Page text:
The Hungry Mouse’s Online Guide to Thanksgiving Dinner

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I have no idea how it’s Thanksgiving week already!

If you’re like me, you might be scrambling around for a few last-minute holiday ideas.

Now, we’re not big on turkey here at the Mouse House, so I’m the last one to be dishing out advice on making the big bird.

There is, however, a lot of culinary inspiration online these days. Here’s a guide to some of the best Thanksgiving content I’ve run across.

Online Guide to Thanksgiving Dinner: Thanksgiving round-ups


A lot of sites have published “all-inclusive” type Thanksgiving guides.

The New York Times has a whole compendium of articles—ranging from recipes to history—that’s worth a read. So does Boston.com.

Epicurious has put together a similar list at their Thanksgiving Headquarters, including a first-timer’s guide for preparing a holiday feast that’s loaded with good tips for planning and staying organized while you cook.

Yankee Magazine also has a good list of tips and recipes for entertaining.

Love her or hate her (or both), Martha Stewart is always worth checking out around the holidays. From 12 complete menus with recipes—from classic, to Southern style, to buffet.

Martha also has 22 pie recipes that range from traditional (apple, pumpkin, pecan) to more contemporary (mini-cranberry meringue, pear and sour cherry, and honey-walnut).

The guys over at The Bitten Word have put together a great list of this year’s Thanksgiving menus according to the big food magazines. (Thanks to fabulous foodie Emily Szopa from the Chicago Dining Examiner for tipping me off to this.)

Online Guide to Thanksgiving Dinner: Turkey talk

More and more people start their Thanksgiving bird by brining it overnight in a solution of sugar, salt, and water. This helps keep the bird plump and juicy as it cooks. While I haven’t brined a turkey before, I have done this many times with chicken with fantastic results.

They also have an interesting technique for injecting your turkey with olive oil to keep it moist and flavorful.

If you don’t feel like roasting your bird for hours, take a gander at Mark Bittman’s tried-and-true method for butterflying and roasting a whole turkey in 45 minutes.

Boston Globe Food Editor Cheryl Julian demonstrates the butterflying method really well here:

Bittman’s braised turkey is also pretty interesting.

Not sure how to tell when your turkey is done? Here’s a quick video for visual reference of just how to take your bird’s temperature.

If you’re feeling adventurous, Chef Emory Davis has a really thorough series of videos on how to deep-fry a turkey. If you’re looking for an exact recipe, Alton Brown‘s deep-fried turkey with brown-sugar brine sounds amazing.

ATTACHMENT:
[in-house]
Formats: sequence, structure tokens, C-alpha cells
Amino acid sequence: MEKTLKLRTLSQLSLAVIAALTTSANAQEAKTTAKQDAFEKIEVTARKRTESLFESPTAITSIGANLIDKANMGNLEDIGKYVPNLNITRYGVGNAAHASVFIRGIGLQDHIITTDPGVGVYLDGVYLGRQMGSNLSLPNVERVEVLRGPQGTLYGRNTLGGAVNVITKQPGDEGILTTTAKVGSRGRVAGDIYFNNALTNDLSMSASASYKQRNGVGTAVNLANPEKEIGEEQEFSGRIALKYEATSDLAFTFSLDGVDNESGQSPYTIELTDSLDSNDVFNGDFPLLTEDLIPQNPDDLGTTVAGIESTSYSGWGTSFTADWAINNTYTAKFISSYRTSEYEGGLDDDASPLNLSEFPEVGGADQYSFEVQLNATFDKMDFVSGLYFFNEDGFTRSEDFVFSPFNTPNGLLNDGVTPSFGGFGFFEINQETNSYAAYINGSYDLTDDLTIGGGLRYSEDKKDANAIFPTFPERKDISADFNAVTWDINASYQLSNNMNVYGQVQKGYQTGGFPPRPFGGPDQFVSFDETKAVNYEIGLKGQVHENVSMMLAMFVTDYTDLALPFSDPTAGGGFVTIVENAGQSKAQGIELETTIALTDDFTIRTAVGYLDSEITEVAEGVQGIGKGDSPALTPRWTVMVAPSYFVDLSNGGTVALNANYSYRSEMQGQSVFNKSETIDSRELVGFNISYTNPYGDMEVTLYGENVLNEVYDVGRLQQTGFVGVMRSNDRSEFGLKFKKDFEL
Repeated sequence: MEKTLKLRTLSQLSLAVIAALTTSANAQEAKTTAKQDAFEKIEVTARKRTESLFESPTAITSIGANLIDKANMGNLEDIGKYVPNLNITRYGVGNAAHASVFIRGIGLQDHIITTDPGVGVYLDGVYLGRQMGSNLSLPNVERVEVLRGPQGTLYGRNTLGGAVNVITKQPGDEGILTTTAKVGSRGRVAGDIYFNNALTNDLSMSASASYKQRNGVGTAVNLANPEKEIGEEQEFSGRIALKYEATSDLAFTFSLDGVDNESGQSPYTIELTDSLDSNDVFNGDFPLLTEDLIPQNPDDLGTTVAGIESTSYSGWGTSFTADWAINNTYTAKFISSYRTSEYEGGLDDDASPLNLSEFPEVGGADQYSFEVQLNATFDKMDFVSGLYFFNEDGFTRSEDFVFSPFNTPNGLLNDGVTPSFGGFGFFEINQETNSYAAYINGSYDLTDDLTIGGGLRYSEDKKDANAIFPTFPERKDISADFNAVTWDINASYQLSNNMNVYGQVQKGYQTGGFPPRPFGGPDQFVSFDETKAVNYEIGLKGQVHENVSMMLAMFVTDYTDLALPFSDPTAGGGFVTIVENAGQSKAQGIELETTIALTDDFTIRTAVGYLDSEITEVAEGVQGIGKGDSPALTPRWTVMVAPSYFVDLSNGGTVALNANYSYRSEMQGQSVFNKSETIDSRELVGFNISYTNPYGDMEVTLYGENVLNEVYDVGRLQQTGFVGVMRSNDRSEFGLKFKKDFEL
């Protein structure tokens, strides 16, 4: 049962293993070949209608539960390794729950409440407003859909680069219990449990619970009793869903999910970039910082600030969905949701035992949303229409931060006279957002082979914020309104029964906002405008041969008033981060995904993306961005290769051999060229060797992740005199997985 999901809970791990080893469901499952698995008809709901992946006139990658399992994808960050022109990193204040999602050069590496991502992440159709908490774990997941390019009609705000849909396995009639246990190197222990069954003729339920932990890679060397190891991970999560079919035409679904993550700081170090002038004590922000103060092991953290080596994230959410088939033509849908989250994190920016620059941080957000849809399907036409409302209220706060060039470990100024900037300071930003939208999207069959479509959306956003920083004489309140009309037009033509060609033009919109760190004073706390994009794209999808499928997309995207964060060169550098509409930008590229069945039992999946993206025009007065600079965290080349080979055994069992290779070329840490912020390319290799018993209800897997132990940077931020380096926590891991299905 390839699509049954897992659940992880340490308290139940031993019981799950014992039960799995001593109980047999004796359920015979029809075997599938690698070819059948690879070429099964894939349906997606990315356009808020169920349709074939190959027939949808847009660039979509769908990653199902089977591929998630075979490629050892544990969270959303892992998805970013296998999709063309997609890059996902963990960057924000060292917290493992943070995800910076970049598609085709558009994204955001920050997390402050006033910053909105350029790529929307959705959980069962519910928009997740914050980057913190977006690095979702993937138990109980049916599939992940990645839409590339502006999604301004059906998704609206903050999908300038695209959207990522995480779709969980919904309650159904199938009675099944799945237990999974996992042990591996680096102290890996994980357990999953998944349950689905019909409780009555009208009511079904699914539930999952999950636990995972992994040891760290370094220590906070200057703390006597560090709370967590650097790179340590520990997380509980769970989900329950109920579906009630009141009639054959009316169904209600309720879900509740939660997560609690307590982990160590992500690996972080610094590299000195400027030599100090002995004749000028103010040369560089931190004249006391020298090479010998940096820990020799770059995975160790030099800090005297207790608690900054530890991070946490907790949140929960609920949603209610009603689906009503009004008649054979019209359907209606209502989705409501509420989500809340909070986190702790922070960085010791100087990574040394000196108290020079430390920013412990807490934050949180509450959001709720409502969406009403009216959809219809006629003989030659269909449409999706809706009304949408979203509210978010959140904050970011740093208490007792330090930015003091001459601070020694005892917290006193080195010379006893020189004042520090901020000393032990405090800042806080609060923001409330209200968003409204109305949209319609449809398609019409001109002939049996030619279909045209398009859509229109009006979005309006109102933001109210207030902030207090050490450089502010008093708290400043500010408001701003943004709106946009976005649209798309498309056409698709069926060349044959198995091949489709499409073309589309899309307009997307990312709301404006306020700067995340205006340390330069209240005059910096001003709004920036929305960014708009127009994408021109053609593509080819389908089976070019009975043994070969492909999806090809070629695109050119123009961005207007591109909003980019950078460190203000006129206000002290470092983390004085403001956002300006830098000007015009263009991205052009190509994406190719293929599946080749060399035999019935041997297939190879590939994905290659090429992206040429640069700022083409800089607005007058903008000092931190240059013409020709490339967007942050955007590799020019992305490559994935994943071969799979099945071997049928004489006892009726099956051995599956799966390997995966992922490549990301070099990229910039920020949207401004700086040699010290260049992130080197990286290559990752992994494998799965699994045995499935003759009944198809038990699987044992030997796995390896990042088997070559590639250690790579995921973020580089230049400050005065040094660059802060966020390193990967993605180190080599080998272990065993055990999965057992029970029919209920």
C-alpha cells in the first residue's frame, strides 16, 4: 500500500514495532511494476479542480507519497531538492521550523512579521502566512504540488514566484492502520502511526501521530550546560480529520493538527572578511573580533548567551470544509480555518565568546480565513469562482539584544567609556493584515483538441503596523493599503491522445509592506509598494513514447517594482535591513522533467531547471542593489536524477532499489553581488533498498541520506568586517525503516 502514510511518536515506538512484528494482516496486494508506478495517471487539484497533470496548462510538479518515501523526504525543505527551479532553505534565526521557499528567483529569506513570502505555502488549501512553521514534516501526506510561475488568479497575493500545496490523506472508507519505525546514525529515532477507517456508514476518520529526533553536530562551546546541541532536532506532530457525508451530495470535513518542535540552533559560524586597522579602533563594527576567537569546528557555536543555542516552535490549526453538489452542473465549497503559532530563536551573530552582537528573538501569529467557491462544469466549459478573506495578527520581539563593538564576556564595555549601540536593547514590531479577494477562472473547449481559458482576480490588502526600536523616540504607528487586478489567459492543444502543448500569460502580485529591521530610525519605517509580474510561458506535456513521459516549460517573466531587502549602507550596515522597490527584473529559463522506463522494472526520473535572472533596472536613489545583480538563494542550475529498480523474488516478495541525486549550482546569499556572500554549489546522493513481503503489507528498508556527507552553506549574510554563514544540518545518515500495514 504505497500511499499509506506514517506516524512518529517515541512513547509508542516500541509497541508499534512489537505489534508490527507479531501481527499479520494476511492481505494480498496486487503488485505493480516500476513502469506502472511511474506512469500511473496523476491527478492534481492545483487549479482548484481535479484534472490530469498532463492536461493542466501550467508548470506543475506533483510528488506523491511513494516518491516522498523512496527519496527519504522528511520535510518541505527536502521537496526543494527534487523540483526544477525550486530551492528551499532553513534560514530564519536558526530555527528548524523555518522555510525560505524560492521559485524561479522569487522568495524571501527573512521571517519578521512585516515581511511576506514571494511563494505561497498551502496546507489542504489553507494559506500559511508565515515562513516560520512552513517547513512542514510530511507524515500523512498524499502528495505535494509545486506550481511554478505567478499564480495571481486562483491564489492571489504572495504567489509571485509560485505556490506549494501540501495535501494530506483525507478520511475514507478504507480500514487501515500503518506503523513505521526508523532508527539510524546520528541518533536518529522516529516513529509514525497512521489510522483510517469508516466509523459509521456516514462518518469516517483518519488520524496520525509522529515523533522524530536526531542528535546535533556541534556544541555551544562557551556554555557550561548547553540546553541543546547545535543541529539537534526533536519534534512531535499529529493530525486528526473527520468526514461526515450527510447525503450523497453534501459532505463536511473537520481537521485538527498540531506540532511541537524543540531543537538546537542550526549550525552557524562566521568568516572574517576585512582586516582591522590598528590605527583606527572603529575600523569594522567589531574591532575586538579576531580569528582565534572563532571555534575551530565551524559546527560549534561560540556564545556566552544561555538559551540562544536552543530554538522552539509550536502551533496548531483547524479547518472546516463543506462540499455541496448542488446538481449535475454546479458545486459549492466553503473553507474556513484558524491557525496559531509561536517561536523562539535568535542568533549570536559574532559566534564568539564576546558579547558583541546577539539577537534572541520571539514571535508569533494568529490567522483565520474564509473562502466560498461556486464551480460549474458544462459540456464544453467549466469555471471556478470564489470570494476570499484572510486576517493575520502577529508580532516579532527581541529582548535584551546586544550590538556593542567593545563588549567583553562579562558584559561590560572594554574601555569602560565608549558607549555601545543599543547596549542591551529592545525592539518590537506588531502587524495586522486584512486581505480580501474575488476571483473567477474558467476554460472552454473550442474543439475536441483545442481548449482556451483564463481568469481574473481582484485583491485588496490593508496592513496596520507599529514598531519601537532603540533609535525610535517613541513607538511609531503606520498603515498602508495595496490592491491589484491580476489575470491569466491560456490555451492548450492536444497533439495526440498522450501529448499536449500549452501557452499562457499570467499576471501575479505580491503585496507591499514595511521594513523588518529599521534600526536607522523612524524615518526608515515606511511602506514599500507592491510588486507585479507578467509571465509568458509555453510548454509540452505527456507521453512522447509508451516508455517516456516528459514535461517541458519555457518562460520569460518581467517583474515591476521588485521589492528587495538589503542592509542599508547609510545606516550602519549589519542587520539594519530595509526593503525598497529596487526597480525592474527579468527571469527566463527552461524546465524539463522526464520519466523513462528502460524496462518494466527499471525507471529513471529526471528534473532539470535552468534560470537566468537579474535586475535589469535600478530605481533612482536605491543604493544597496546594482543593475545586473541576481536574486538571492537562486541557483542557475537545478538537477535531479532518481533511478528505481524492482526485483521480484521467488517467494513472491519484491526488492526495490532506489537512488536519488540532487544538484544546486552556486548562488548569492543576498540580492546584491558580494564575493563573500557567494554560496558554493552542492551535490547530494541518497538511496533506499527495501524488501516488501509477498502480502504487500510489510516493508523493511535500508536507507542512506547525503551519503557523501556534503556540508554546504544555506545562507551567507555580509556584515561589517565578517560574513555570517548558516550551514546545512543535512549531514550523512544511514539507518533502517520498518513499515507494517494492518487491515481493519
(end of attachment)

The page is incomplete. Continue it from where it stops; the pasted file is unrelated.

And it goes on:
How to Deep Fry a Thanksgiving Turkey — powered by ExpertVillage.com
If you’re after a turkey fryer, this 30-Quart Outdoor Turkey Fryer Kit seems to be one of the standards out there.

As part of their 2008 Thanksgiving Guide, the San Francisco Chronicle hosted a reader-judged Iron-Chef style cook-off between four-star chefs Michael Mina (of Michael Mina restaurant) and Douglas Keane (of Cyrus).

Online Guide to Thanksgiving Dinner: Last but not least?

The New York Times has a great video on turkey carving that shows you just how to get the most meat off your bird.

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Jessie Cross is a cookbook author and creator of The Hungry Mouse, a monster online food blog w/500+ recipes. When she's not shopping for cheese or baking pies, Jessie serves as an Associate Creative Director at PARTNERS+simons, a boutique ad agency in Boston. She lives in Salem, Massachusetts with her husband and two small, fluffy wolves.

8 COMMENTS

  1. You always find such interesting links. I have been informed that this Thursday’s potluck turkey will be brined, which, come to think of it, I’ve never had.

    But, like you, I’m not a fan of turkey. My solution will be “Show up with Glazed Pork Belly” and let the chips fall where they may.

    Happy Tday. 😀

  2. Awesome list! I’ve already got my menu, but i’ll take a look at those. We usually do a deep fried turkey–you can’t beat it for a juicy bird. We no longer roast. But this year we’ve decided to try a turducken from The Cajun Grocer; i’ll have to let you know how it turns out. Happy Thanksgiving, little mouse!

  3. Jessie!

    Great compilation! I watched the brining video on Epicurious. That’s what I will do. Just got the turkey yesterday.

    One thing they should have added is that the bird needs to be rinsed after it comes out of the brine.

    Thanks!!Cheers!
    Gabi @ Mamaliga.com

  4. I always brine my turkey and while I’m a tad bias it is the most juicy I’ve ever had.

    This year I’ll be doing a post Thanksgiving, Thanksgiving dinner (you are invited) and making an apple cider brine.

    Congrats on another great post!

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